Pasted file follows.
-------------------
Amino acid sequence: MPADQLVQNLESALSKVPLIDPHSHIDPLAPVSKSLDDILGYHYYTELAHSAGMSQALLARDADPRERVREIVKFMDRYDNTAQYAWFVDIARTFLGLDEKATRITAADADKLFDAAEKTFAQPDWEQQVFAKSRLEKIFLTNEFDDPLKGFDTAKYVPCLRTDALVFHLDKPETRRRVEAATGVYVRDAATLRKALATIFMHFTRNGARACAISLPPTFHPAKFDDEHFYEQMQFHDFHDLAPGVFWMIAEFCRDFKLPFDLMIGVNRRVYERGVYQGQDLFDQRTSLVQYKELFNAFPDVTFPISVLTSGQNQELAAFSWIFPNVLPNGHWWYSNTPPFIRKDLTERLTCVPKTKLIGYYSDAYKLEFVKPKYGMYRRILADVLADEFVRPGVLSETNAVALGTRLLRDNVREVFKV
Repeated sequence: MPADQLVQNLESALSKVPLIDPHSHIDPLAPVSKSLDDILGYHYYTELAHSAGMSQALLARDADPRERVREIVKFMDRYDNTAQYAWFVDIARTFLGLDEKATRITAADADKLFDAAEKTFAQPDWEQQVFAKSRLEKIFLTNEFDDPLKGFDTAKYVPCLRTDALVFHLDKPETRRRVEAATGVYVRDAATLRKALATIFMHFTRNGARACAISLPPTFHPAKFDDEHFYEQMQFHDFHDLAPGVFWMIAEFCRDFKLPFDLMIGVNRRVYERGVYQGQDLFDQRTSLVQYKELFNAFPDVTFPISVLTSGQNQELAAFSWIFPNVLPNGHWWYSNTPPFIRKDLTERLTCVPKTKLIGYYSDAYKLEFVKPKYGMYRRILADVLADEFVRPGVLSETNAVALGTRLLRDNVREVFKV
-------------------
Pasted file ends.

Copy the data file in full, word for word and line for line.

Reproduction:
Amino acid sequence: MPADQLVQNLESALSKVPLIDPHSHIDPLAPVSKSLDDILGYHYYTELAHSAGMSQALLARDADPRERVREIVKFMDRYDNTAQYAWFVDIARTFLGLDEKATRITAADADKLFDAAEKTFAQPDWEQQVFAKSRLEKIFLTNEFDDPLKGFDTAKYVPCLRTDALVFHLDKPETRRRVEAATGVYVRDAATLRKALATIFMHFTRNGARACAISLPPTFHPAKFDDEHFYEQMQFHDFHDLAPGVFWMIAEFCRDFKLPFDLMIGVNRRVYERGVYQGQDLFDQRTSLVQYKELFNAFPDVTFPISVLTSGQNQELAAFSWIFPNVLPNGHWWYSNTPPFIRKDLTERLTCVPKTKLIGYYSDAYKLEFVKPKYGMYRRILADVLADEFVRPGVLSETNAVALGTRLLRDNVREVFKV
Repeated sequence: MPADQLVQNLESALSKVPLIDPHSHIDPLAPVSKSLDDILGYHYYTELAHSAGMSQALLARDADPRERVREIVKFMDRYDNTAQYAWFVDIARTFLGLDEKATRITAADADKLFDAAEKTFAQPDWEQQVFAKSRLEKIFLTNEFDDPLKGFDTAKYVPCLRTDALVFHLDKPETRRRVEAATGVYVRDAATLRKALATIFMHFTRNGARACAISLPPTFHPAKFDDEHFYEQMQFHDFHDLAPGVFWMIAEFCRDFKLPFDLMIGVNRRVYERGVYQGQDLFDQRTSLVQYKELFNAFPDVTFPISVLTSGQNQELAAFSWIFPNVLPNGHWWYSNTPPFIRKDLTERLTCVPKTKLIGYYSDAYKLEFVKPKYGMYRRILADVLADEFVRPGVLSETNAVALGTRLLRDNVREVFKV